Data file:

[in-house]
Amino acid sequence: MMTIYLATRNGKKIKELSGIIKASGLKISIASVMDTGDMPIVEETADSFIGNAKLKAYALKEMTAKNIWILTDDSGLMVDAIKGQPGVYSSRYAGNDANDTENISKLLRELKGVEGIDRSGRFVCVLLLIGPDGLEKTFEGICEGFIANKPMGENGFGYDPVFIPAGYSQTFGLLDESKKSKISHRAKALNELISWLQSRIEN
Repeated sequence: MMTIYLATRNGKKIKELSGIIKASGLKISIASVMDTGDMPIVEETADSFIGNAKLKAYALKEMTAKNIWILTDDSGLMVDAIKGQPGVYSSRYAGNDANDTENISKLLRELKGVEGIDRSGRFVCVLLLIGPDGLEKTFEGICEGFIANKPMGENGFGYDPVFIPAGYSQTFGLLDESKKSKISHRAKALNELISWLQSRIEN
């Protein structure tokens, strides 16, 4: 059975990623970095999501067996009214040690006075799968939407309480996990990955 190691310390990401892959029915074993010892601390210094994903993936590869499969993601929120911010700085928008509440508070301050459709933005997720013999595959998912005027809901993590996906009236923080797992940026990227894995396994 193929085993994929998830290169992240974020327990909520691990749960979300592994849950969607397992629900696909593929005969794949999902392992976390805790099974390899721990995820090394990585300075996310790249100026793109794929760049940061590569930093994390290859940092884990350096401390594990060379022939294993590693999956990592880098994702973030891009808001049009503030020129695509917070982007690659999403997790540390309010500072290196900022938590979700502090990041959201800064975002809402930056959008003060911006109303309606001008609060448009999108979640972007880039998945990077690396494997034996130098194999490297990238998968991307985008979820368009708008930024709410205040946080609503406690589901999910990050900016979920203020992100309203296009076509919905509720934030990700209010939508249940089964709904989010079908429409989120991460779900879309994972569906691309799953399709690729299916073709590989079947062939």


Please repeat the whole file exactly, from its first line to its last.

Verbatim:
[in-house]
Amino acid sequence: MMTIYLATRNGKKIKELSGIIKASGLKISIASVMDTGDMPIVEETADSFIGNAKLKAYALKEMTAKNIWILTDDSGLMVDAIKGQPGVYSSRYAGNDANDTENISKLLRELKGVEGIDRSGRFVCVLLLIGPDGLEKTFEGICEGFIANKPMGENGFGYDPVFIPAGYSQTFGLLDESKKSKISHRAKALNELISWLQSRIEN
Repeated sequence: MMTIYLATRNGKKIKELSGIIKASGLKISIASVMDTGDMPIVEETADSFIGNAKLKAYALKEMTAKNIWILTDDSGLMVDAIKGQPGVYSSRYAGNDANDTENISKLLRELKGVEGIDRSGRFVCVLLLIGPDGLEKTFEGICEGFIANKPMGENGFGYDPVFIPAGYSQTFGLLDESKKSKISHRAKALNELISWLQSRIEN
């Protein structure tokens, strides 16, 4: 059975990623970095999501067996009214040690006075799968939407309480996990990955 190691310390990401892959029915074993010892601390210094994903993936590869499969993601929120911010700085928008509440508070301050459709933005997720013999595959998912005027809901993590996906009236923080797992940026990227894995396994 193929085993994929998830290169992240974020327990909520691990749960979300592994849950969607397992629900696909593929005969794949999902392992976390805790099974390899721990995820090394990585300075996310790249100026793109794929760049940061590569930093994390290859940092884990350096401390594990060379022939294993590693999956990592880098994702973030891009808001049009503030020129695509917070982007690659999403997790540390309010500072290196900022938590979700502090990041959201800064975002809402930056959008003060911006109303309606001008609060448009999108979640972007880039998945990077690396494997034996130098194999490297990238998968991307985008979820368009708008930024709410205040946080609503406690589901999910990050900016979920203020992100309203296009076509919905509720934030990700209010939508249940089964709904989010079908429409989120991460779900879309994972569906691309799953399709690729299916073709590989079947062939």